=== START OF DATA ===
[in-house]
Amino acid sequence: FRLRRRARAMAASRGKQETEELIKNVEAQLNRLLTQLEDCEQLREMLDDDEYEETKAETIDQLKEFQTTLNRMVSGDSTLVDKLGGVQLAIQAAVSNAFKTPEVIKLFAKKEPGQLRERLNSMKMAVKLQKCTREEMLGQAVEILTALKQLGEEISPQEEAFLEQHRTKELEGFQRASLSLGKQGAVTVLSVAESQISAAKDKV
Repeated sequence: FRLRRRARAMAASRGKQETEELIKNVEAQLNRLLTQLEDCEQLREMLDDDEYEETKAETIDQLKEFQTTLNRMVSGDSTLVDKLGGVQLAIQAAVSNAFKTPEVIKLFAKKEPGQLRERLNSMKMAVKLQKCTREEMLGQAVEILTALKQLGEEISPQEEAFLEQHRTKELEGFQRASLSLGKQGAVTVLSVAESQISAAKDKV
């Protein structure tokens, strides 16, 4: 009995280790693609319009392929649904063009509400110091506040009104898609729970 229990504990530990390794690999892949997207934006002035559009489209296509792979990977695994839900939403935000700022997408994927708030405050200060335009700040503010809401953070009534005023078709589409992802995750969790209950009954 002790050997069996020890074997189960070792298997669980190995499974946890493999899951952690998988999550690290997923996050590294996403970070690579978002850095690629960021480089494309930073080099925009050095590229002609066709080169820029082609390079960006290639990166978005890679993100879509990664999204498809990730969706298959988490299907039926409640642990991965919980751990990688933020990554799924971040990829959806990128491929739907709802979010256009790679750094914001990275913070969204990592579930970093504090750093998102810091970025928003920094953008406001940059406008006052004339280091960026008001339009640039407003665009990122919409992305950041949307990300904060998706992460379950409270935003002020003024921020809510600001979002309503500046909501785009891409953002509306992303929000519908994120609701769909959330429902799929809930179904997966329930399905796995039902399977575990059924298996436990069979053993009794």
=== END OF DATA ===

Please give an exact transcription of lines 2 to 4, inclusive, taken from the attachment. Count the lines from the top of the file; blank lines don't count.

Amino acid sequence: FRLRRRARAMAASRGKQETEELIKNVEAQLNRLLTQLEDCEQLREMLDDDEYEETKAETIDQLKEFQTTLNRMVSGDSTLVDKLGGVQLAIQAAVSNAFKTPEVIKLFAKKEPGQLRERLNSMKMAVKLQKCTREEMLGQAVEILTALKQLGEEISPQEEAFLEQHRTKELEGFQRASLSLGKQGAVTVLSVAESQISAAKDKV
Repeated sequence: FRLRRRARAMAASRGKQETEELIKNVEAQLNRLLTQLEDCEQLREMLDDDEYEETKAETIDQLKEFQTTLNRMVSGDSTLVDKLGGVQLAIQAAVSNAFKTPEVIKLFAKKEPGQLRERLNSMKMAVKLQKCTREEMLGQAVEILTALKQLGEEISPQEEAFLEQHRTKELEGFQRASLSLGKQGAVTVLSVAESQISAAKDKV
């Protein structure tokens, strides 16, 4: 009995280790693609319009392929649904063009509400110091506040009104898609729970 229990504990530990390794690999892949997207934006002035559009489209296509792979990977695994839900939403935000700022997408994927708030405050200060335009700040503010809401953070009534005023078709589409992802995750969790209950009954 002790050997069996020890074997189960070792298997669980190995499974946890493999899951952690998988999550690290997923996050590294996403970070690579978002850095690629960021480089494309930073080099925009050095590229002609066709080169820029082609390079960006290639990166978005890679993100879509990664999204498809990730969706298959988490299907039926409640642990991965919980751990990688933020990554799924971040990829959806990128491929739907709802979010256009790679750094914001990275913070969204990592579930970093504090750093998102810091970025928003920094953008406001940059406008006052004339280091960026008001339009640039407003665009990122919409992305950041949307990300904060998706992460379950409270935003002020003024921020809510600001979002309503500046909501785009891409953002509306992303929000519908994120609701769909959330429902799929809930179904997966329930399905796995039902399977575990059924298996436990069979053993009794």